Writing is central in students’ development of academic language, critical thinking, and reasoning in the disciplines. While a recent meta-analysis found that writing enhances student learning of academic content at the primary and secondary levels (Graham et al., 2020), writing assignments are also valuable tools for mastering advanced content among undergraduate students (Ellis et al., 2007; Sawyer et al., 2017). Despite its importance for student learning, teaching writing is a complex and difficult skill. Many university instructors have little training or expertise in writing instruction (Patchan et al., 2009). This lack of training may result in lack of instructional support for students’ writing development. Indeed, university instructors often emphasize content and substantive issues with limited attention to writing instruction(Patchan et al., 2009; Smith, 2003). Further, when instructors do teach writing, they use a variety of pedagogical approaches so students may be confused by conflicting messages. To support students’ writing development, it is crucial for instructors to develop strategies to address the challenges students face in their writing across the curriculum. Graham (2019) stressed the importance of having a coherent vision and concrete strategies for teaching writing in and across classrooms and content areas. Indeed, there have been ongoing efforts and research to implement Writing Across the Curriculum (WAC; Bazerman & Little, 2005; Defazio et al., 2010). The current study is an investigation of the development and piloting of a WAC program within an interdisciplinary School of Education to address the complexity of writing instruction. This project adopted a common rubric for assessing student writing; (b) digital resources integrated into the learning management system for instructors to scaffold and assess students’ writing assignments; (c) digital student resources to support writing development. We explored how instructors used the resources in their classes, and the affordances and challenges in using these resources.
Penelope Collins is an associate professor in the School of Education and a Provost Faculty Fellow. Her research examines the development of literacy skills among linguistically diverse and multilingual students from childhood through adulthood. Her research on the use of technology to support undergraduate writing instruction is supported by UCI’s Education Research Initiative. She is also a co-investigator of the nationally funded WRITE (Writing Research to Improve Teaching and Evaluation) Center, which has the mission of researching and developing interventions to improve academic writing in middle and high school.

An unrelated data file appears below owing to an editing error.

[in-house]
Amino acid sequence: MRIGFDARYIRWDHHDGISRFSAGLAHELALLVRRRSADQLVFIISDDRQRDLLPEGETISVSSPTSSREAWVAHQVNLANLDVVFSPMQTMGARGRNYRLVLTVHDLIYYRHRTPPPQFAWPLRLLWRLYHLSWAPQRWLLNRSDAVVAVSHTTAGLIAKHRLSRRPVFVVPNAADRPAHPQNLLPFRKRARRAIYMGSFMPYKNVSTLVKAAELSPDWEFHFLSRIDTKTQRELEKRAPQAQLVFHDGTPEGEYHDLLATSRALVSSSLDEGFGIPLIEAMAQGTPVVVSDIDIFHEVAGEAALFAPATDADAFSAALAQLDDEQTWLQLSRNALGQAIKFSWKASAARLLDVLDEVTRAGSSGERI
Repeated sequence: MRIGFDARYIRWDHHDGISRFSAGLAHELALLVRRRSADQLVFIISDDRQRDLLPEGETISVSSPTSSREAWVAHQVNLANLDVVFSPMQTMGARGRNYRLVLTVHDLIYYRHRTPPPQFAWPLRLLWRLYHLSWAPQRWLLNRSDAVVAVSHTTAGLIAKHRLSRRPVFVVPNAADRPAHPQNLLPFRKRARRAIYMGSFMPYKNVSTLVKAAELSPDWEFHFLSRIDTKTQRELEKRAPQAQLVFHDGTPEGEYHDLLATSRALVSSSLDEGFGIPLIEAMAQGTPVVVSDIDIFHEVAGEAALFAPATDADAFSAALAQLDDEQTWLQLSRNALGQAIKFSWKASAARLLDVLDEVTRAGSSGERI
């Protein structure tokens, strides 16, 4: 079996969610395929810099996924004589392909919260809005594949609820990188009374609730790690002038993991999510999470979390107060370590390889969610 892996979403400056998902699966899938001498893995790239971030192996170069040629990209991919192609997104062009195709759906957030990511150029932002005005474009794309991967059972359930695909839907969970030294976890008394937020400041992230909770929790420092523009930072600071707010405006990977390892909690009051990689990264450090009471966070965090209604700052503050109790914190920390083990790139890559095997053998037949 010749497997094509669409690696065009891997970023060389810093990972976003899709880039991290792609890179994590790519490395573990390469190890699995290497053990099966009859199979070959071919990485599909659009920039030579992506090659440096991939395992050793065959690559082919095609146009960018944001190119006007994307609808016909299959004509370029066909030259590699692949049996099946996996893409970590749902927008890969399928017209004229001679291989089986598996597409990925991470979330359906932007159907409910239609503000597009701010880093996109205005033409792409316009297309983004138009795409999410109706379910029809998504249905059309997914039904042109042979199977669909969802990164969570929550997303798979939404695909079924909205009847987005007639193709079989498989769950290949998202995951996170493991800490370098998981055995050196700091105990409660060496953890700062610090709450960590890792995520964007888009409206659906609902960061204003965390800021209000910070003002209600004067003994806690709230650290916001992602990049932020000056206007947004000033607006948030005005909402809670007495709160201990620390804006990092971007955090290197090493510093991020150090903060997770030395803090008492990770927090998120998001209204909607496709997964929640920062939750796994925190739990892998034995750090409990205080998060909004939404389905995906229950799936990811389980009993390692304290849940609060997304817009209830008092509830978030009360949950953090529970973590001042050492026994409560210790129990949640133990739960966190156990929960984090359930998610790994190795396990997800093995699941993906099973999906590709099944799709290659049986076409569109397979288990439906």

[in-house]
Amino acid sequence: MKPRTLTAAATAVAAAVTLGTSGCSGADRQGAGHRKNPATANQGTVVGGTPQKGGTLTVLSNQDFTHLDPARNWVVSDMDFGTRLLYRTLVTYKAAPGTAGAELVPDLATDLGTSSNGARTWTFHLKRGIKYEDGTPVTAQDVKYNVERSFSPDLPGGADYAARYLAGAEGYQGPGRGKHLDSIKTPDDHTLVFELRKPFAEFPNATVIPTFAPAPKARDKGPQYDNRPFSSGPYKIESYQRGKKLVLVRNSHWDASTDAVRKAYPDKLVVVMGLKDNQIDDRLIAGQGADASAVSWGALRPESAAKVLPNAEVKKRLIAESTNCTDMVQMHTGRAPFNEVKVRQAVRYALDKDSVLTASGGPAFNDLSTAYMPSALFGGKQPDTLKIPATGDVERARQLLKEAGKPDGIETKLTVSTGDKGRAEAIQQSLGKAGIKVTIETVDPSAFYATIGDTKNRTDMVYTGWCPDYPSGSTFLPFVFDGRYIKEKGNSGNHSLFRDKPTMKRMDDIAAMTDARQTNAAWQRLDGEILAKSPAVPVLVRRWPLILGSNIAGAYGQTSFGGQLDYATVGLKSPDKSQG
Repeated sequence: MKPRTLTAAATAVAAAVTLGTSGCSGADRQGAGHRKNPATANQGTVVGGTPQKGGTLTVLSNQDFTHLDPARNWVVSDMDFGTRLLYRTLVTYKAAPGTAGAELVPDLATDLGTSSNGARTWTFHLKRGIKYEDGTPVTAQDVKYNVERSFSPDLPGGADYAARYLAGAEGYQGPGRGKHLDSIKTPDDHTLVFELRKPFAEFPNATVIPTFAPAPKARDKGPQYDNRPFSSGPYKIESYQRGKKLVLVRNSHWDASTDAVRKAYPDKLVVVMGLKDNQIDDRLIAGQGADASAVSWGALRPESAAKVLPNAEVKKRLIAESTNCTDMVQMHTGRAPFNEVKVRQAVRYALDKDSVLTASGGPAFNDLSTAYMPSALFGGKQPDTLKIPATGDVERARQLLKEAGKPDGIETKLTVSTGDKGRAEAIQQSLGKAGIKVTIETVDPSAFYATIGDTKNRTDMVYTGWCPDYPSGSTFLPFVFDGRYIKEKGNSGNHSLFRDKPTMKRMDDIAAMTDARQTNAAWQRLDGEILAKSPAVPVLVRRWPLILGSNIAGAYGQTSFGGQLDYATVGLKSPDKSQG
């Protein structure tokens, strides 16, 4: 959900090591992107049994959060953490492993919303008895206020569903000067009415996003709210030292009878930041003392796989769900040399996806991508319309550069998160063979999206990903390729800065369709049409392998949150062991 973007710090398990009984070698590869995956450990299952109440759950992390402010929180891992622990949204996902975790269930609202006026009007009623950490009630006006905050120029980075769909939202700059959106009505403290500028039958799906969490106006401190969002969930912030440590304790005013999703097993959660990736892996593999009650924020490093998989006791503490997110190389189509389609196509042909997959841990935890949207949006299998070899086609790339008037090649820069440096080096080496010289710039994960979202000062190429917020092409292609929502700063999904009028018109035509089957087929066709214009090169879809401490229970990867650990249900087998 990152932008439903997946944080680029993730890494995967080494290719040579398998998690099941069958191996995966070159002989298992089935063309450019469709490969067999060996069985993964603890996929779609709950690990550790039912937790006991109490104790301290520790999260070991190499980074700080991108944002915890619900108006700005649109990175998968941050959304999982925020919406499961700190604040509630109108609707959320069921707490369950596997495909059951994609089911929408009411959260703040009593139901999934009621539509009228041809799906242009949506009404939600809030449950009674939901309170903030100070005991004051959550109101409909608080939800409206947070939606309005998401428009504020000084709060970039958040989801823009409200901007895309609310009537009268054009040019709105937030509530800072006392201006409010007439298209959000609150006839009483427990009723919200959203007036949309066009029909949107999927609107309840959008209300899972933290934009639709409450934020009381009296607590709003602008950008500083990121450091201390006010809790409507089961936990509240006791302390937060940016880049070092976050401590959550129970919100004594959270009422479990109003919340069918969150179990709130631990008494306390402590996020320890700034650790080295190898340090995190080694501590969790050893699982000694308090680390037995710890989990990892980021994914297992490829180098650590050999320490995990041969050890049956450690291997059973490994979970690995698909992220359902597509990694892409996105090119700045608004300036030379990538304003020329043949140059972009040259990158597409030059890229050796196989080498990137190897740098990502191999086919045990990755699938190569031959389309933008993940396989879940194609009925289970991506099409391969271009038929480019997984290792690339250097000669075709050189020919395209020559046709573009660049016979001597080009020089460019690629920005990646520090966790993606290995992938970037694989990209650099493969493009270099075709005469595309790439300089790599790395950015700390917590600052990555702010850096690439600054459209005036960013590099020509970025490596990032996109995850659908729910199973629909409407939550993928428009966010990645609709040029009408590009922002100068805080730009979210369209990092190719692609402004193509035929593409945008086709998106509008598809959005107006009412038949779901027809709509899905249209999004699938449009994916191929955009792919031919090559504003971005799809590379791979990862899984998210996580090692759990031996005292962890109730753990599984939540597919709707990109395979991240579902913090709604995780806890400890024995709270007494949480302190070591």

Undarmaa Maamuujav is a Ph.D. candidate in the School of Education at University of California, Irvine (UCI) with a specialization in Teaching, Learning, and Educational Improvement (TLEI). Prior to joining UCI’s School of Education, Undraa taught Critical Reading & Rhetoric and Academic English at UCI, Issues in English Language Pedagogy, Writing, and English as a Second Language at Cal State LA. In addition to teaching, Undraa served as an Academic Bridge Curriculum Coordinator and Grammar & Writing Skills Coordinator at the English Language Program at California State University, Los Angeles. Undarmaa is a 2020-2021 California State University Chancellor’s Doctoral Incentive Program Fellow and 2021 Pedagogical Fellow in the Division of Teaching Excellence and Innovation. Undarmaa has received Chancellor’s Doctoral Dissertation Fellowship, Summer Inclusive Excellence Grant, and Otto W. Shaler Scholarship. Undraa’s research focuses on writing development and pedagogy and incorporating effective methods, tools, and technology into L2 writing curriculum. Her work has been published in the Journal of Second Language Writing, Assessing Writing, TESOL Journal, Writing and Pedagogy, CATESOL Journal, and TESOL Encyclopedia of English Language Teaching. Currently, Undarmaa works as a graduate student researcher with Dr. Penelope Collins on her WISE project funded by University of California, Irvine and with Dr. Carol Booth Olson on her Education Innovation and Research grant from the U.S. Department of Education.
Maryam Eslami is a PhD student in the School of Education at University of California, Irvine (UCI), specializing in Teaching, Learning and Educational Improvement (TLEI). She has a master’s degree in General Linguistics and another MA in Teaching English to Speakers of Other Languages (TESOL) from Cal State Long Beach. Before entering UCI’s doctoral program, Maryam worked as a lecturer for UCI’s School of Humanities teaching Academic English and Composition courses for five years. Prior to that, she was an ESL instructor at California State University, Long Beach and Long Beach City College. Maryam’s work focuses on effective and successful pedagogical practices in multilingual writing classes for first year college students, discovering the writing characteristics of multilingual students and building a bridge between writing pedagogy and theory. In addition, Maryam is currently working for UCI’s Division of Teaching Excellence and Innovation (DTEI) on two projects investigating students’ sense of belonging in synchronous online classes and evaluating instructional practices in STEM courses to close achievement gaps between historically marginalized and non-marginalized students.